Verashni's column: I don’t hide the fact that it is seriously time to 'move on'

I am a white South African, but I don’t hide the fact that it is seriously time to “move on”. Neither do any of my white, or even black and coloured friends. You don’t need any “inside info” to hear our thoughts. 

  I am going to tell you the story of a few white families and one black South African family, from apartheid through to date, and titling it:   

Seven families that show race is not the issue.

FAMILY #1 (White) 

My father.
And after your article, even more of a hero to me than he was before. During apartheid, when “all whites” had “all the opportunities”, my father, the youngest of four, and his family lived in a small mudbrick house (no cement). My grandfather was a busdriver. My grandmother left school at standard 6. Her brilliant photographic brain was wasted because she had no opportunities. 

They later made additions to the house using hessian bags, that they themselves hardened using old newspapers in a sort of paper maché method. My father and his brother both slept on one stretcher, they didn’t have beds. They did not have running water. My father and his siblings had to fetch water in a drum, which they rolled home because it was too heavy to carry. For a very long time they didn’t have flush toilets.  

  They had to walk to school and back. During winter months they put three, sometimes four pairs of socks over their hands, for they didn’t have gloves. My grandmother’s motto was that you can wear patched clothing with pride as long as it is clean. They went to a government school, but my father studied hard and he did well.  

After school he didn’t have the luxury of choosing which degree he would like to study. Along with every other white man, he did his compulsory military service. It was fortunate, however, that he got paid for this service, because his parents couldn’t make ends meet, and he had to pay his full salary to his parents. All he lived on, was the danger pay he got for serving on the border. 

And please note that he paid money to his mother until the day she died.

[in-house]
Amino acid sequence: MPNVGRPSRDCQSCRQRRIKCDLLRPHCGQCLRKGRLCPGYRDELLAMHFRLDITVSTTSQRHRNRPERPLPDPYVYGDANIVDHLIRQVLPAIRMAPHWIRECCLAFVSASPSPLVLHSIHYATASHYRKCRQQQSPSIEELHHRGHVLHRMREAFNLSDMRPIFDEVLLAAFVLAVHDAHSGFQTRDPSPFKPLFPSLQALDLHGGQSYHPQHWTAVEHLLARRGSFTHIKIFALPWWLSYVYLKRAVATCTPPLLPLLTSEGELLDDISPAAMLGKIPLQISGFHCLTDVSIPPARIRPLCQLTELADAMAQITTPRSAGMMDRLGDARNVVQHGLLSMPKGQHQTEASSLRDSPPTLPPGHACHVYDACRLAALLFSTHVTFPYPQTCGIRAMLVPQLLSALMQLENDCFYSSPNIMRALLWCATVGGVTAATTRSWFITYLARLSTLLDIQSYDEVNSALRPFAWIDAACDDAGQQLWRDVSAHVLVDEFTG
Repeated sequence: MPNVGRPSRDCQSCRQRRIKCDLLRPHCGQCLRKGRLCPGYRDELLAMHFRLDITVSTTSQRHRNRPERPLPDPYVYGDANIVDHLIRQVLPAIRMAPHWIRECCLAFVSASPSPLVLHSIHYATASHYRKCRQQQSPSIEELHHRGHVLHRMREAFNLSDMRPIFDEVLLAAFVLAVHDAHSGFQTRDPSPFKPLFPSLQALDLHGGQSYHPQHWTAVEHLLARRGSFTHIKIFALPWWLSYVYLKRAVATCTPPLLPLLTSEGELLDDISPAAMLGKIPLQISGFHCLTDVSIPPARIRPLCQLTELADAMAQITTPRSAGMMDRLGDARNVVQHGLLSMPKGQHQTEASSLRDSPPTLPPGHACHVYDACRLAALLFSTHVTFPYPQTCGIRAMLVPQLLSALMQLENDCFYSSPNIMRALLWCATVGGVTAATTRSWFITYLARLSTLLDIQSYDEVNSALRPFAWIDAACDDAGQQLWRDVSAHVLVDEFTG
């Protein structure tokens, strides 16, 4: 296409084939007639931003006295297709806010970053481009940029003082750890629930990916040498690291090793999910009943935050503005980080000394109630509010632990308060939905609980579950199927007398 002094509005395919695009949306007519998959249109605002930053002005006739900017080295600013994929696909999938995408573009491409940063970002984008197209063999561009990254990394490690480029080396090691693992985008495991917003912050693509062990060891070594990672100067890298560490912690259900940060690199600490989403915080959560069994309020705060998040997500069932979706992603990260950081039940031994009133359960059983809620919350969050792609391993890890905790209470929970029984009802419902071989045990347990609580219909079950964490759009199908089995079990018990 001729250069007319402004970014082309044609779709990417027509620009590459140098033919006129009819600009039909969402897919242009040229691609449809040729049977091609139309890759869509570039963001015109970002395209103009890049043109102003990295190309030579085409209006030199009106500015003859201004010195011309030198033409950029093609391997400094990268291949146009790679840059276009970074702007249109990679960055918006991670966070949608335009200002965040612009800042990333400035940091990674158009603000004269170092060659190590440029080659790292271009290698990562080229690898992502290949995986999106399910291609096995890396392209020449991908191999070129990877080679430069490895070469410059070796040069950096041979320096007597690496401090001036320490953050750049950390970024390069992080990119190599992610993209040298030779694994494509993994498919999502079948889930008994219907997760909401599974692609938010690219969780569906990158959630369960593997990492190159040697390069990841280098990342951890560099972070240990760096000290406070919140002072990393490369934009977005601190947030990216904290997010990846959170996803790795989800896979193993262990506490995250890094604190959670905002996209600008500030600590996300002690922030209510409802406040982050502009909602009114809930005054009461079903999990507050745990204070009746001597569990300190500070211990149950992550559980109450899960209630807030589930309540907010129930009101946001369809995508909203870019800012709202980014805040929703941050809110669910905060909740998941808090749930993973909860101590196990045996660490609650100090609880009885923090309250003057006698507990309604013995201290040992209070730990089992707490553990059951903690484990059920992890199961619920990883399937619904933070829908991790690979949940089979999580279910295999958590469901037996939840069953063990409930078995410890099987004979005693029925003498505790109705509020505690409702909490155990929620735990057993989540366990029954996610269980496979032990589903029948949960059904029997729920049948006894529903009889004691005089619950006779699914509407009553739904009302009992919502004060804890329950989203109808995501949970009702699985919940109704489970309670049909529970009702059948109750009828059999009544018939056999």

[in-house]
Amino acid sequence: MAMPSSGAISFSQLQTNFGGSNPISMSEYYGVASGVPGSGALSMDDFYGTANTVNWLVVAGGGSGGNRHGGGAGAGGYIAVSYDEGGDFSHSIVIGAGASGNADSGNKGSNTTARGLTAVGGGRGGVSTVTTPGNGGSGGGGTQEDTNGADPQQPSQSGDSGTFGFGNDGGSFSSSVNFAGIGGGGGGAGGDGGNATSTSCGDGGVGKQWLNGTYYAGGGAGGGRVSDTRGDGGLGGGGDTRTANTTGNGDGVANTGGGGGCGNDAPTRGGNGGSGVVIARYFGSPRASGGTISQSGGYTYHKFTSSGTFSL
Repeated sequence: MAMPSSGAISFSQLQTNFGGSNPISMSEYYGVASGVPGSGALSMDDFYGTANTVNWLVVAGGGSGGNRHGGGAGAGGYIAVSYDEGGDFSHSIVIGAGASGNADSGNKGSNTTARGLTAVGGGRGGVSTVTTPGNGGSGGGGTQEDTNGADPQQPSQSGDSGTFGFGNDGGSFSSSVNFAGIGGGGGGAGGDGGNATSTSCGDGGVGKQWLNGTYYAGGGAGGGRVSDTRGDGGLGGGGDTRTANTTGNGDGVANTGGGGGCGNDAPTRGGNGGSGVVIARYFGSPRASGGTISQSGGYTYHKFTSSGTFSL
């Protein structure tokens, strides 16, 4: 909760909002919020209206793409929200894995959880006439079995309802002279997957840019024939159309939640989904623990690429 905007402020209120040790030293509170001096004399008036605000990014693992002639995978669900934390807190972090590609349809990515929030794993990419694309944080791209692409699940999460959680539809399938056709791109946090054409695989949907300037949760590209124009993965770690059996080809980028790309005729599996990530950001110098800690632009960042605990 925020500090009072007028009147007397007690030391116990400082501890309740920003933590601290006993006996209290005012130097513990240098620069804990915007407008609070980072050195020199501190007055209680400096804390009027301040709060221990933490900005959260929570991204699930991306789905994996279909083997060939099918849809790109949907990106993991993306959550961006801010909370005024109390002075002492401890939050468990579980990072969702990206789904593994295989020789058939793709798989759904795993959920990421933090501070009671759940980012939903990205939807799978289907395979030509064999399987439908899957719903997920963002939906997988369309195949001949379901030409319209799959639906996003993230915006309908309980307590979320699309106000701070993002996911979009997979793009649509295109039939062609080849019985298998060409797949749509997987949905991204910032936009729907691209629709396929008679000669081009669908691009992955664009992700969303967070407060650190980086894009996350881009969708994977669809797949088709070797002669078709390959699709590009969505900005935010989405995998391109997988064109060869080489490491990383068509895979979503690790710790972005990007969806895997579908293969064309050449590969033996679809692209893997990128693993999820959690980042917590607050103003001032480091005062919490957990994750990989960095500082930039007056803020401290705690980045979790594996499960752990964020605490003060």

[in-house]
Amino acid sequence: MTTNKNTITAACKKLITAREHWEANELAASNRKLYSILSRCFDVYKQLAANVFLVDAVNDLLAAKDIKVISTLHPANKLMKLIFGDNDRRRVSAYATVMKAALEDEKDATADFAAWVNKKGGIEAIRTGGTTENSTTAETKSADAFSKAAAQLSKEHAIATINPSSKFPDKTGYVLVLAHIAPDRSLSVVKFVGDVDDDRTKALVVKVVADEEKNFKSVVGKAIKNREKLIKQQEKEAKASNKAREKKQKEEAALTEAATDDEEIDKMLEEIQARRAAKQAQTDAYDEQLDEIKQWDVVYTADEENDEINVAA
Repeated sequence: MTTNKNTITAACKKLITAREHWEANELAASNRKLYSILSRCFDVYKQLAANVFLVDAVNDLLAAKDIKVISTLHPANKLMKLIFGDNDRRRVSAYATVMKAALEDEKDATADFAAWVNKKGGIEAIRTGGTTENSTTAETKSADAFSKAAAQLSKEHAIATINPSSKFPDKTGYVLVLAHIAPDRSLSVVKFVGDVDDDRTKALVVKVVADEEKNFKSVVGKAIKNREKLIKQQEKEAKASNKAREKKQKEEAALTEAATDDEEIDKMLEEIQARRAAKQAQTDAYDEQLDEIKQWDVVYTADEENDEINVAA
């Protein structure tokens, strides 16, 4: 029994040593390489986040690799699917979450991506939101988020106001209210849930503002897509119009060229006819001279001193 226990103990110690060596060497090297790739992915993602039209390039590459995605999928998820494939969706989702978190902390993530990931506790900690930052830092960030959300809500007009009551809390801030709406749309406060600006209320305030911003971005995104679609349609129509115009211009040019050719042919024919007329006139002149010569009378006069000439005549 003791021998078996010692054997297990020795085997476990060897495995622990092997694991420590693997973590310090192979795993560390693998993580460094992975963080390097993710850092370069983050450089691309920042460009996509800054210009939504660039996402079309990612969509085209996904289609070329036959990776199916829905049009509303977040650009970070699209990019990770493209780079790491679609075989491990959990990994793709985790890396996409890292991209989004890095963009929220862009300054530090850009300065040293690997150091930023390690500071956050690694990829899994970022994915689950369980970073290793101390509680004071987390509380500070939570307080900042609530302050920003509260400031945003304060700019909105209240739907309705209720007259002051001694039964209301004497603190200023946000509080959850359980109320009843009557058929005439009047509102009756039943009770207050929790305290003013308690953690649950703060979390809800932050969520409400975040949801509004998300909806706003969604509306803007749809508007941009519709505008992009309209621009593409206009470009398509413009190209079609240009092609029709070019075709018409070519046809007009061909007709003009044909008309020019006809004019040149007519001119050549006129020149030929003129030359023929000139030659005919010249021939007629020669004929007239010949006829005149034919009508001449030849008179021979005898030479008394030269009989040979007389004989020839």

After his military service, he applied for and received an apprenticeship (for Electromechanics), something a black South African gets much easier than a white South African today. He had the choice to use the opportunity of the apprenticeship, or waste it. He used it by working and studying hard. After the apprenticeship, he worked. Somewhere in the mix, we (me and my two siblings) were born. My father got up before we woke up to go to work, because he drove the company bus and “taxied” other workers to work and home. 

Then he got home at 5.30pm, quickly ate and rushed to college, which started at 6pm. He was at college until 10pm, when he first really went home. But not to relax and rest in bed. My mother re-arranged our routine so that we would be awake at 10pm to spend just an hour with our dad, and at least know him. Then, when we went to bed, he still had to do homework. Then he could rest, only to get up early again and repeat the process every single day. 

Through this process he managed to get his N5, N6 and later Diplomas as an Electrical and Mechanical Engineer. 

The point? He had all the disadvantages that some black, and some white men, have today. He didn’t have apartheid to blame. He also doesn’t walk with his background on his sleeve. If it wasn’t for a story he told about seeing an angel praying at his bedside one night, we, his own family, wouldn’t even know that he shared a stretcher with his brother. My father has started many companies, many have failed. He has been in dire financial situations. But his attitude was one of making it work, working hard and pushing forward. And he prayed and held onto God’s hand all the time.  

Today he is a very successful man, that many people look up to. He also takes care of many people.    

FAMILY #2 (White) 

As for my mother … well she got an inheritance from her parents. When my grandmother died young, my mother was 8 months pregnant. My alcoholic grandfather was incapable of taking care of her matric brother and 12 year old sister, so my mother inherited them. Not only did she have her first new born baby, she also suddenly had two more children to bring up.